- Un après-midi dans le désert [An Afternoon in the Desert]
In Un après-midi dans le desert, Tunisian author Mustapha Tlili returns us to the desert landscape of his childhood evoked in his 1988 novel, Montagne du lion [Lion Mountain]. This isolated village in the midst of the empty central Tunisian steppe, a place once known for its gardens watered by the Oued El-Kébir, serves as a mirror for the larger forces of history that have turned paradise into a living hell. As with the earlier novel, the narration here counterpoints the perspective of a distant observer and the immediacy of the voices whose stories must be told. Tlili's own relationship to his natal village, Feriana, which he left as a youth, echoes this play of alienation and intimacy. His mother tongue is Arabic, his creative language is French, and his analytical work as a former UN official, and currently as founder and director of the Center for Dialogues, happens in English. He is "split between cultures," "a citizen of the world," and thus bears witness.
[An Afternoon in the Desert] demands a lot of its readers. The stories of villagers — Sam the postman, Horia descendant of the [End Page 166] exiles from al-Andalus and her two sons, Little Brother the revolutionary, the older brother called the American, and Hafnawi the Bedouin — are told against the deeper historical background of French colonization, the destruction of WWII, and the advent of local, post-independence dictatorships. The text opens on one July afternoon in 1992 when the aging postmaster Sam is compelled to recall the past as he prepares to do the end of the month round, reading letters to the old, the sick, the left behind, who have received remittances from children living in exile in France, Italy, Germany, Belgium, and other far-flung parts of the globe. This July afternoon, however, letters have come, out of the blue, from the former French school-master Bermann to Hafnawi, the illiterate Bedouin who had stolen his wife, and from the revolutionary "Little Brother" to his childhood pal, Sam — Sam who has promised that, should such a letter ever arrive, he would take it first to Imam Sadok, which he now regrets given its Pakistani stamp and its content which may end up sentencing Hafnawi to death for adultery committed so long ago.
Sam's centrality as a sort of village "public reader" of all these lives causes an aging Sam to ruminate on the fate of the village while he waits for the suffocating heat of the afternoon to diminish. The sorrows are myriad: the death of Horia, 15 years earlier, caused by her battle against an imposed modernization and the itchy trigger-fingers of raw recruits; before that, the midnight arrival of Little Brother, radicalized and cold, to say good-bye to his mother; before that the arrival in 1947 of a starved, 17-year-old Hafnawi whose people have died in the famine, and his subsequent accommodation into the lives of the French settlers who will leave when independence comes, an independence that brings a uranium mining scheme that poisons the village by drying up the stream that supported them all. These layered time frames and entwined life stories are further complicated when, on page 44, we discover that there is an outside narrator who has collected all these tales: "in actual fact, he [Sam] was afraid, as he confessed to me years later ..." Readers must wait until the final, four-page epilogue to be introduced to this witness who has written the story. Given all this narrative apparatus, some critics have thrown up their hands, claiming that the text is unwieldy and the prose uneventfully traditional. Others have questioned Tlili's choice to write in French, and still others his refusal — given his own experience as a young student with dedicated French teachers — to condemn French colonization on every count.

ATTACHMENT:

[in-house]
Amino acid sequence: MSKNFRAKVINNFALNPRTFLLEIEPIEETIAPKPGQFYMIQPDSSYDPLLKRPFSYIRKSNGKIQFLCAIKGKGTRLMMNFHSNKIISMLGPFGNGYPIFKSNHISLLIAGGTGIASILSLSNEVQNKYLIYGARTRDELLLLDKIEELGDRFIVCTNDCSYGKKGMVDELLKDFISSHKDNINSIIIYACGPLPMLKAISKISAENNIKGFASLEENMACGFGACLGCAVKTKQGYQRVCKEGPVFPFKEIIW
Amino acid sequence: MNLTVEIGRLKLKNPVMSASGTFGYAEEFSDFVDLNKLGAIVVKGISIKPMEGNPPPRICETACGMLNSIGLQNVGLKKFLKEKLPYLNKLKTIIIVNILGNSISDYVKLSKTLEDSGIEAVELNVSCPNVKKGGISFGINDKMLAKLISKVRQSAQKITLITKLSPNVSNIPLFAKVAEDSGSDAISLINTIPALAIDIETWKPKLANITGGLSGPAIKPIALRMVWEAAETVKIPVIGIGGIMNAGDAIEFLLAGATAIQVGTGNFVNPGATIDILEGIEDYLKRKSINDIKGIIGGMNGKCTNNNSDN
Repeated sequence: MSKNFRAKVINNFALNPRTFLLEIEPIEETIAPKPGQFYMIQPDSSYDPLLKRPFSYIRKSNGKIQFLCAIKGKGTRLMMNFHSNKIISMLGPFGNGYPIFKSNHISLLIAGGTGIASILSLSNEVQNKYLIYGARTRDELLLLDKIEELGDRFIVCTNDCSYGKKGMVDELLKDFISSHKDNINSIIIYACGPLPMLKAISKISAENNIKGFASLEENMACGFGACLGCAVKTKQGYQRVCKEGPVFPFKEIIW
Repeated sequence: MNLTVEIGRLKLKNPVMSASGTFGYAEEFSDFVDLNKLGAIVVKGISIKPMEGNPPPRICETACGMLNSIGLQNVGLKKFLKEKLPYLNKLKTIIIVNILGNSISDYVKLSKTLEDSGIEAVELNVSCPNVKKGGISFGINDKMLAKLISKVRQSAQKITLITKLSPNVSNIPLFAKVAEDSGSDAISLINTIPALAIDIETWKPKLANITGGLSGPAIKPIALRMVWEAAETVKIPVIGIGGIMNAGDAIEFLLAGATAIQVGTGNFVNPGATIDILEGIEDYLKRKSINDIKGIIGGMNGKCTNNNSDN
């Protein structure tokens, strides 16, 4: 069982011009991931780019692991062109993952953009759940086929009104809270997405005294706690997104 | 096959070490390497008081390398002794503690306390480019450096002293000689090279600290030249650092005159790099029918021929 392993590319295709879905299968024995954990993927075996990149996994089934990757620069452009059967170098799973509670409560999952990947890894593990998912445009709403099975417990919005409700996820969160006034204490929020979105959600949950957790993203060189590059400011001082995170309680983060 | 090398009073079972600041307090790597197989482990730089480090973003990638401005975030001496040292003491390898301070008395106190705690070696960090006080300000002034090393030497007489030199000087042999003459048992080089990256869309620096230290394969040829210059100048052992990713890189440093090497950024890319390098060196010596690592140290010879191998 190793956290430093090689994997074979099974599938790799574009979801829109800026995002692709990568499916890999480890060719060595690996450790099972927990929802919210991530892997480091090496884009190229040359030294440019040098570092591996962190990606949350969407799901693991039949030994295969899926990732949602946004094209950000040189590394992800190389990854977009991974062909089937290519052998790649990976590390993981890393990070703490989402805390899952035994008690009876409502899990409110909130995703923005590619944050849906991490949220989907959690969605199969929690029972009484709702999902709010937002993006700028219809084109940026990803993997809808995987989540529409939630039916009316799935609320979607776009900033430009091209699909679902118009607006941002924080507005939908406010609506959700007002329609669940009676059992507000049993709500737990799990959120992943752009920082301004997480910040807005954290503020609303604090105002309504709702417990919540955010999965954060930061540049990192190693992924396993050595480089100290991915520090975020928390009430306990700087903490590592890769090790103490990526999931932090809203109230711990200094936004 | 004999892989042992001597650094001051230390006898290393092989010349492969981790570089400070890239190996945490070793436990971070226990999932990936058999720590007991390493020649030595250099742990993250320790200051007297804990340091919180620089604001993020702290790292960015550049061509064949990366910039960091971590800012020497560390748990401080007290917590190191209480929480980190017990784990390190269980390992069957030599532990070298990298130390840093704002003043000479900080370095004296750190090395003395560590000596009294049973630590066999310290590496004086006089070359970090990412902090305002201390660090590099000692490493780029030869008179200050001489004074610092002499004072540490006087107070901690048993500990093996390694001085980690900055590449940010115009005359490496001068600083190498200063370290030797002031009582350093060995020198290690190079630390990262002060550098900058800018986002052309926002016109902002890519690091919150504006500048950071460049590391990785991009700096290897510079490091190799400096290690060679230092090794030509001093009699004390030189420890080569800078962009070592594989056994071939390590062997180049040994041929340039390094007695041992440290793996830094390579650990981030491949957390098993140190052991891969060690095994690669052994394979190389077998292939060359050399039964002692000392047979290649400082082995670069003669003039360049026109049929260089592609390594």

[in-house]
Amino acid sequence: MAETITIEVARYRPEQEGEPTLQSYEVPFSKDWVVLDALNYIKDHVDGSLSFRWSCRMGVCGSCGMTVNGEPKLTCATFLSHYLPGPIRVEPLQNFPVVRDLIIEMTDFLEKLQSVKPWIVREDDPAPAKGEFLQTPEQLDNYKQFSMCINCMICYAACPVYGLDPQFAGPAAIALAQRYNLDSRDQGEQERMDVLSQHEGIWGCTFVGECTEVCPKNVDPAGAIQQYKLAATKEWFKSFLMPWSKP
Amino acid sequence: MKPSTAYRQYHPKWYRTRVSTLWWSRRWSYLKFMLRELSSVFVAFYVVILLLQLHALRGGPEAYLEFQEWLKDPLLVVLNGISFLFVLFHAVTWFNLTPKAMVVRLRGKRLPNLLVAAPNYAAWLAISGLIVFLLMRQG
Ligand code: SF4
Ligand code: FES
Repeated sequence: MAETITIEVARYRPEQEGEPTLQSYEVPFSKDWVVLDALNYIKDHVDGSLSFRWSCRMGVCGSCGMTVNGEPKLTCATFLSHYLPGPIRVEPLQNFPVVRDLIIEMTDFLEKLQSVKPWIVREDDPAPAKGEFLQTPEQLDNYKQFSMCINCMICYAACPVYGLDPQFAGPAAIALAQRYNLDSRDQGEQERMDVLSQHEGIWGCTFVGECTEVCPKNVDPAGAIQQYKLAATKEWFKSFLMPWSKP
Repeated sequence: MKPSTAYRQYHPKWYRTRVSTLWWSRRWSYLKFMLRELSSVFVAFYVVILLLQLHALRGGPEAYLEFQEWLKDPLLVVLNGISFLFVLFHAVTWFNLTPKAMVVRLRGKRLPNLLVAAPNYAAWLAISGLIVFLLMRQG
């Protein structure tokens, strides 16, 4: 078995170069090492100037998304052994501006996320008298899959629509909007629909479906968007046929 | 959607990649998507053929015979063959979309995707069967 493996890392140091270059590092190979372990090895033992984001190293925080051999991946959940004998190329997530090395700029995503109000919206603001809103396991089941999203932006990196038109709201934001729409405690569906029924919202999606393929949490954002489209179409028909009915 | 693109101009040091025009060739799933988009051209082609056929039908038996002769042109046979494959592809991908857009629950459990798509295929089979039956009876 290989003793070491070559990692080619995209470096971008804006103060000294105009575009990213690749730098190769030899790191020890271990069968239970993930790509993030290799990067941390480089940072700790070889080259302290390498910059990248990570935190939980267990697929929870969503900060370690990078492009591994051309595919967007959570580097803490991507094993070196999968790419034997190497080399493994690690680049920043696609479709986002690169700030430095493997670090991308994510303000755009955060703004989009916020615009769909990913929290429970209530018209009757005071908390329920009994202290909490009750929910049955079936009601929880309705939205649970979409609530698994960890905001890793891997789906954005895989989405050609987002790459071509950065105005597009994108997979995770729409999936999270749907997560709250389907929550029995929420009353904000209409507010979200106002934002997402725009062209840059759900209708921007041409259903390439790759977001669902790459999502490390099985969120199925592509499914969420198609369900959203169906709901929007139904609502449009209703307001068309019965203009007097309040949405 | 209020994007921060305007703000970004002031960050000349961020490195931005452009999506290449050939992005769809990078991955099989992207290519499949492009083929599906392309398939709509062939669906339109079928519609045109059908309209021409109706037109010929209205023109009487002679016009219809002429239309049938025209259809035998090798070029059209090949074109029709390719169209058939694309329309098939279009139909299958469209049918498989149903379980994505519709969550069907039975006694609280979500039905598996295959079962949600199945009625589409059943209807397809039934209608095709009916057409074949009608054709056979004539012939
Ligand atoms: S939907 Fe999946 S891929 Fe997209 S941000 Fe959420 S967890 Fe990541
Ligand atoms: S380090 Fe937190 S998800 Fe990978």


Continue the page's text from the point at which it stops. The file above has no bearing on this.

Brought up among languages, across epochs, and between cultures, Tlili has created...